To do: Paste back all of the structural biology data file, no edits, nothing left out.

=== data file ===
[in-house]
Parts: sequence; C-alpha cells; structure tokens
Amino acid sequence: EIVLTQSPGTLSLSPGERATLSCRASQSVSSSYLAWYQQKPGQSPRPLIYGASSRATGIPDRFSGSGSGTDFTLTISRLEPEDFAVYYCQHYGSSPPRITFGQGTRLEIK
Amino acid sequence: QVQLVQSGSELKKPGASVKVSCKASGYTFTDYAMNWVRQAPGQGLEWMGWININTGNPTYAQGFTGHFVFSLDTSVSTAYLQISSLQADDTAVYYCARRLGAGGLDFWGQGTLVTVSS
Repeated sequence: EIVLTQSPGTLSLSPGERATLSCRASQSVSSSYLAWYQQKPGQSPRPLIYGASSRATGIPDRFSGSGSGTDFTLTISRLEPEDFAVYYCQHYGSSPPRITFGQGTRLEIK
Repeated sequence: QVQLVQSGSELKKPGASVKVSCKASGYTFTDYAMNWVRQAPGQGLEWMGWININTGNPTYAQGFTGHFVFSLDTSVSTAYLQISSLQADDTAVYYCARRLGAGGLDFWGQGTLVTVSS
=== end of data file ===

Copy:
[in-house]
Parts: sequence; C-alpha cells; structure tokens
Amino acid sequence: EIVLTQSPGTLSLSPGERATLSCRASQSVSSSYLAWYQQKPGQSPRPLIYGASSRATGIPDRFSGSGSGTDFTLTISRLEPEDFAVYYCQHYGSSPPRITFGQGTRLEIK
Amino acid sequence: QVQLVQSGSELKKPGASVKVSCKASGYTFTDYAMNWVRQAPGQGLEWMGWININTGNPTYAQGFTGHFVFSLDTSVSTAYLQISSLQADDTAVYYCARRLGAGGLDFWGQGTLVTVSS
Repeated sequence: EIVLTQSPGTLSLSPGERATLSCRASQSVSSSYLAWYQQKPGQSPRPLIYGASSRATGIPDRFSGSGSGTDFTLTISRLEPEDFAVYYCQHYGSSPPRITFGQGTRLEIK
Repeated sequence: QVQLVQSGSELKKPGASVKVSCKASGYTFTDYAMNWVRQAPGQGLEWMGWININTGNPTYAQGFTGHFVFSLDTSVSTAYLQISSLQADDTAVYYCARRLGAGGLDFWGQGTLVTVSS